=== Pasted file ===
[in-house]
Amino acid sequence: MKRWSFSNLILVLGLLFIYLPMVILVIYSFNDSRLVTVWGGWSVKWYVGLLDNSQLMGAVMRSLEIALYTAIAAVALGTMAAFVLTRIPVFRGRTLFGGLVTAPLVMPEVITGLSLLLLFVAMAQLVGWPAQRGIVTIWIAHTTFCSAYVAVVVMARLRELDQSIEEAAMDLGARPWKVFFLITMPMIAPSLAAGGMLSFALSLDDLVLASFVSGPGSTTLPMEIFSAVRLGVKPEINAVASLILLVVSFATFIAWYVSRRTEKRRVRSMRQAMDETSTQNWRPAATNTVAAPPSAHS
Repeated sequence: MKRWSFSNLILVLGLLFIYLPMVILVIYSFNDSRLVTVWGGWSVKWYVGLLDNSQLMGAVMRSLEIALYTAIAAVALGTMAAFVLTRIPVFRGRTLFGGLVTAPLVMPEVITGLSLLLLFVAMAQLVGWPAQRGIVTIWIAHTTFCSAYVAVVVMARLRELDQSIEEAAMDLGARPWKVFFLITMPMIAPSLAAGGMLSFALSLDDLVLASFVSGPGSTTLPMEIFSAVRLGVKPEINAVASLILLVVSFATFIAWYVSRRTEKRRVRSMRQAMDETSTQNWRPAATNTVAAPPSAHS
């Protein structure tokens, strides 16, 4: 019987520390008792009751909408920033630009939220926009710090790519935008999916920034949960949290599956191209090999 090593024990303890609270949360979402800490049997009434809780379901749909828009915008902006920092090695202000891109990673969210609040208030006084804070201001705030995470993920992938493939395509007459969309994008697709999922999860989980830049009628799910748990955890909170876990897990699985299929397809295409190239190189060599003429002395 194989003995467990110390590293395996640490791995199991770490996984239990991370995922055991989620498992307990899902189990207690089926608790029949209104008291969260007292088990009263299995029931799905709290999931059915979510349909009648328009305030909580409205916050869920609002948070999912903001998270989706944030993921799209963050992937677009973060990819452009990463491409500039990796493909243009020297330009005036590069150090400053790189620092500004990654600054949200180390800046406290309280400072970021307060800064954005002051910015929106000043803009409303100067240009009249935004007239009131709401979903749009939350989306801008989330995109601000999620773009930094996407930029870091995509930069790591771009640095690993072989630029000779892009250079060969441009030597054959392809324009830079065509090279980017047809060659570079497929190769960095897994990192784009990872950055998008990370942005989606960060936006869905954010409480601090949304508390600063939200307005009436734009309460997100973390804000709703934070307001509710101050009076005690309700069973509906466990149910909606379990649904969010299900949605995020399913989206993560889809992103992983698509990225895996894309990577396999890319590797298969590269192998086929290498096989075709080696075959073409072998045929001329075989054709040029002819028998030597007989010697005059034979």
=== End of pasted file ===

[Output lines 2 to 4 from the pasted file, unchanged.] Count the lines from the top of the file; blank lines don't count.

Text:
Amino acid sequence: MKRWSFSNLILVLGLLFIYLPMVILVIYSFNDSRLVTVWGGWSVKWYVGLLDNSQLMGAVMRSLEIALYTAIAAVALGTMAAFVLTRIPVFRGRTLFGGLVTAPLVMPEVITGLSLLLLFVAMAQLVGWPAQRGIVTIWIAHTTFCSAYVAVVVMARLRELDQSIEEAAMDLGARPWKVFFLITMPMIAPSLAAGGMLSFALSLDDLVLASFVSGPGSTTLPMEIFSAVRLGVKPEINAVASLILLVVSFATFIAWYVSRRTEKRRVRSMRQAMDETSTQNWRPAATNTVAAPPSAHS
Repeated sequence: MKRWSFSNLILVLGLLFIYLPMVILVIYSFNDSRLVTVWGGWSVKWYVGLLDNSQLMGAVMRSLEIALYTAIAAVALGTMAAFVLTRIPVFRGRTLFGGLVTAPLVMPEVITGLSLLLLFVAMAQLVGWPAQRGIVTIWIAHTTFCSAYVAVVVMARLRELDQSIEEAAMDLGARPWKVFFLITMPMIAPSLAAGGMLSFALSLDDLVLASFVSGPGSTTLPMEIFSAVRLGVKPEINAVASLILLVVSFATFIAWYVSRRTEKRRVRSMRQAMDETSTQNWRPAATNTVAAPPSAHS
């Protein structure tokens, strides 16, 4: 019987520390008792009751909408920033630009939220926009710090790519935008999916920034949960949290599956191209090999 090593024990303890609270949360979402800490049997009434809780379901749909828009915008902006920092090695202000891109990673969210609040208030006084804070201001705030995470993920992938493939395509007459969309994008697709999922999860989980830049009628799910748990955890909170876990897990699985299929397809295409190239190189060599003429002395 194989003995467990110390590293395996640490791995199991770490996984239990991370995922055991989620498992307990899902189990207690089926608790029949209104008291969260007292088990009263299995029931799905709290999931059915979510349909009648328009305030909580409205916050869920609002948070999912903001998270989706944030993921799209963050992937677009973060990819452009990463491409500039990796493909243009020297330009005036590069150090400053790189620092500004990654600054949200180390800046406290309280400072970021307060800064954005002051910015929106000043803009409303100067240009009249935004007239009131709401979903749009939350989306801008989330995109601000999620773009930094996407930029870091995509930069790591771009640095690993072989630029000779892009250079060969441009030597054959392809324009830079065509090279980017047809060659570079497929190769960095897994990192784009990872950055998008990370942005989606960060936006869905954010409480601090949304508390600063939200307005009436734009309460997100973390804000709703934070307001509710101050009076005690309700069973509906466990149910909606379990649904969010299900949605995020399913989206993560889809992103992983698509990225895996894309990577396999890319590797298969590269192998086929290498096989075709080696075959073409072998045929001329075989054709040029002819028998030597007989010697005059034979």